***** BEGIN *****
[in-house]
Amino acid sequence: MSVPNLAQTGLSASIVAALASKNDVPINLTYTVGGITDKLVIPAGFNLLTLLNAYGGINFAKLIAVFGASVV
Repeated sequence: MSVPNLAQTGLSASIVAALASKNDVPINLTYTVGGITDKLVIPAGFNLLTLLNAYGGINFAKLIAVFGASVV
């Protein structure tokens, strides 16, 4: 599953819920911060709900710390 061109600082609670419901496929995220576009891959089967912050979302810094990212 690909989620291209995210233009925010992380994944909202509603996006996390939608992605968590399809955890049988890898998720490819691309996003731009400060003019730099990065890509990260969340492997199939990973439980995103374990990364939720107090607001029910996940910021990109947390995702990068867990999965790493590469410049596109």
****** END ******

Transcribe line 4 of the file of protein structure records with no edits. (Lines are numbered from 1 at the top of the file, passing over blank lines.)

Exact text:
């Protein structure tokens, strides 16, 4: 599953819920911060709900710390 061109600082609670419901496929995220576009891959089967912050979302810094990212 690909989620291209995210233009925010992380994944909202509603996006996390939608992605968590399809955890049988890898998720490819691309996003731009400060003019730099990065890509990260969340492997199939990973439980995103374990990364939720107090607001029910996940910021990109947390995702990068867990999965790493590469410049596109």